In Chicago, A Political Dynasty Nears Its End Richard M. Daley, the city's longest-serving mayor, leaves office next week after 22 years on the job. His father, who served 21 years as mayor, was called "the boss." But his son cultivated his own kind of clout.
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In Chicago, A Political Dynasty Nears Its End

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In Chicago, A Political Dynasty Nears Its End

In Chicago, A Political Dynasty Nears Its End

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Unidentified Man: Ladies and gentlemen, Mayor Richard M. Daley.

CHERYL CORLEY: It was 22 years ago when Richard M. Daley took his first oath of office for mayor. He was quick to acknowledge his family history and to promise change.

RICHARD M: You don't hand down policies from generation to generation, but you do hand down values. As I take the oath my father took before me, I carry with me a love for our city and a zest for public service.

CORLEY: Daley's victory followed divisive racial politics that played out in Chicago's city council in the 1980s, during Harold Washington's tenure as the city's first black mayor. That turmoil earned Chicago the dubious moniker of Beirut on the Lake. Mayor Daley, who got only marginal support in the city's black wards, called for racial harmony. Last week, as he presided over his final city council meeting, Daley recalled how he worked to win the support of black Chicagoans.

DALEY: I went out and campaigned in the community. I was determined then, that no way - that they were not gonna believe that I was not their mayor. And I pledged to myself, that every day - that every day, the block clubs, the community organizations, church leaders, that I was going to make sure that I was their mayor.

CORLEY: Daley's often credited with making race much less of an issue in Chicago politics as he grew in his role as mayor. And he won his subsequent elections by wide margins.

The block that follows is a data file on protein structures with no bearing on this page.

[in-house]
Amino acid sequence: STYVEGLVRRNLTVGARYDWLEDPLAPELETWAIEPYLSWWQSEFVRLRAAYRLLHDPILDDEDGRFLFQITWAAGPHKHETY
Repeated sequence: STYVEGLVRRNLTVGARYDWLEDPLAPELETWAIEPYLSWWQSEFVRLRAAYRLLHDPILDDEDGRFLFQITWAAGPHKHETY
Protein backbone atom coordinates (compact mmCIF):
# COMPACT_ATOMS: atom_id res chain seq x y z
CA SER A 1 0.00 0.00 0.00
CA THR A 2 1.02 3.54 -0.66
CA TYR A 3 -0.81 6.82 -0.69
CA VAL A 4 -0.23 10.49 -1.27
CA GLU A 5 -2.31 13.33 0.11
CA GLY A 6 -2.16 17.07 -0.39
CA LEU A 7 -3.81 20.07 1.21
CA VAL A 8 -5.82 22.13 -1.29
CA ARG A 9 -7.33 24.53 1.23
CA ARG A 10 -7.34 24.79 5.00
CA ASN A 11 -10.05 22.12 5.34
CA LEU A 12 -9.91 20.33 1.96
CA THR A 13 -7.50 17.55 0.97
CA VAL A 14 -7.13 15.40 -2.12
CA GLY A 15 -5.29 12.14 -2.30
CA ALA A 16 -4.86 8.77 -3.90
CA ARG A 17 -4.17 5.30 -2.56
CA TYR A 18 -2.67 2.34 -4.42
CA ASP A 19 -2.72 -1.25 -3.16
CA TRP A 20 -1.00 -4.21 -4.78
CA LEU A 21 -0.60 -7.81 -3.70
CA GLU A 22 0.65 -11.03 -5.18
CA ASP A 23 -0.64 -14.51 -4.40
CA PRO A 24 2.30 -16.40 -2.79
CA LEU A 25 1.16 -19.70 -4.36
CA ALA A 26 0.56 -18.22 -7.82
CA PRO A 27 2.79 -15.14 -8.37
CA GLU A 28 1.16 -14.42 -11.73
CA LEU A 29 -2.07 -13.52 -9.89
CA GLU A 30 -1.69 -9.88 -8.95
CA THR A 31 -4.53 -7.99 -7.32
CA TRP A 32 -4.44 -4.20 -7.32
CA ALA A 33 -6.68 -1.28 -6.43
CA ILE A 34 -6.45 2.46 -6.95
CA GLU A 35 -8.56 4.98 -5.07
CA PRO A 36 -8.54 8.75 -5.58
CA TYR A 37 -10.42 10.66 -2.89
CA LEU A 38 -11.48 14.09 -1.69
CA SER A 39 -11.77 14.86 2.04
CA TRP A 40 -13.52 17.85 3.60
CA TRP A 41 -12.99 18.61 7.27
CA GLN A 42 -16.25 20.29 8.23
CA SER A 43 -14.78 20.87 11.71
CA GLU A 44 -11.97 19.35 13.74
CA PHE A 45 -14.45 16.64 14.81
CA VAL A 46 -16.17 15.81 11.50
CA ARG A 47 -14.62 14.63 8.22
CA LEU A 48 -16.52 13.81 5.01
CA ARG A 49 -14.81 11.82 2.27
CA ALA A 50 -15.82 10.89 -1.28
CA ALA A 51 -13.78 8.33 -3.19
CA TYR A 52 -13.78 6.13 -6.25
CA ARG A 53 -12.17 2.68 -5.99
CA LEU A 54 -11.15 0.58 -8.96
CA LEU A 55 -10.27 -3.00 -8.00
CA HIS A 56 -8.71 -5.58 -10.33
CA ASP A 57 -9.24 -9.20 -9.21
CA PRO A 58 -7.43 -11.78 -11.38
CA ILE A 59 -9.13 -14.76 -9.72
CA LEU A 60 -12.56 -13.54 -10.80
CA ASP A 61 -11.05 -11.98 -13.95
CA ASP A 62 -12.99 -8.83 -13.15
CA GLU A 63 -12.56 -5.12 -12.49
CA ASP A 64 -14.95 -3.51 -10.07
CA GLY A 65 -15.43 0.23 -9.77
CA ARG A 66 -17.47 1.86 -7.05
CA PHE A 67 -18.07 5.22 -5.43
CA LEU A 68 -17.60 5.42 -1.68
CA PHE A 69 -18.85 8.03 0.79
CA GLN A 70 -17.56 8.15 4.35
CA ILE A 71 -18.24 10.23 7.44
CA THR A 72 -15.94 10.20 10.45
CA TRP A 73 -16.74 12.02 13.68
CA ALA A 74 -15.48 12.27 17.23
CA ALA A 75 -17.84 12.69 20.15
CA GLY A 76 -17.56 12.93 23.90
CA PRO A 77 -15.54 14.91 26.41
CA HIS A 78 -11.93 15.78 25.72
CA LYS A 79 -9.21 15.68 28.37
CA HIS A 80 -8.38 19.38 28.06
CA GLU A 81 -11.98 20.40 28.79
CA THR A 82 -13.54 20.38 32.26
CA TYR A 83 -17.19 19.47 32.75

Unidentified Woman: Right over here. Thank you.

CORLEY: Earlier this week, hundreds of Chicagoans like Vernon Esmond, showed up at City Hall to say goodbye and shake Daley's hand.

VERNON ESMOND: There's a piece of history.

CORLEY: And a chance to take a photo with Daley, or as Esmond calls him:

ESMOND: It's with the Boss, Jr.

CORLEY: After Daley's father, The Boss. That aura of clout is exactly why Jacquelyn Johnson said she wanted to see the mayor.

JACQUELYN JOHNSON: I'm a paralegal and I want to find out where I can find a paralegal position in the city. He says he's been in office so long that he has a lot of contacts, he may know.

CORLEY: Daley is also known as the tree mayor, for planting thousands of trees and flowers that have beautified Chicago's downtown. He's widely credited with increasing tourism and attracting new business as other Mid West cities struggle. Roosevelt University political scientist, Paul Green, says improving the city is Daley's passion.

PAUL GREEN: There were parts of downtown that 30 years ago, you wouldn't drive through, let alone walk through. And now they're destination points.

CORLEY: The mayor also took control of the Chicago Public Schools and revamped public housing. In 2005, Time magazine called Daley one of the best five big city mayors. His approval ratings have since plummeted though, as a budget with a huge deficit, scarce jobs, and city hall scandals left their mark. Last September, as his wife continues to battle with cancer, Daley announced he wouldn't see a record seventh term.

In the anteroom of the city council chambers, Alderman Scott Waguespack says part of Daley's legacy that shouldn't be ignored is city hall corruption that surrounded, but never touched him. Nearly 100 public servants were convicted during the mayor's tenure.

SCOTT WAGUESPACK: The city inspector general right now, in his quarterly reports, shows that there are many opportunities still where corruption exists, and it needs to change, and we haven't changed that. And I'm looking forward to the new mayor clamping down on that and saying enough is enough.

CORLEY: That new mayor is Rahm Emanuel, the former White House chief of staff who was also a fundraiser on Daley's first mayoral campaign. Like Daley, Emanuel trounced his opposition. But while Daley could build and spend during better financial times, the operative word for Emanuel will likely be retrench, though he's trying to put a positive spin on it.

RAHM EMANUEL: I want people to see a city that is on the move, not scared of its future, ready to attack its future with a sense of confidence. And the greatest thing I know, is that the public of the city of Chicago is ready to join that bandwagon.

CORLEY: Emanuel's inauguration is Monday. Later that day, he'll hold his own City Hall open house, where some Chicagoans will line up again, to shake the hand of a mayor who, for the first time in more than two decades, is not named Daley.

Cheryl Corley, NPR News, Chicago.

INSKEEP: By the way, the outgoing mayor of Chicago made his own contributions to the English language and you can read a few of his more famous Daley-isms at

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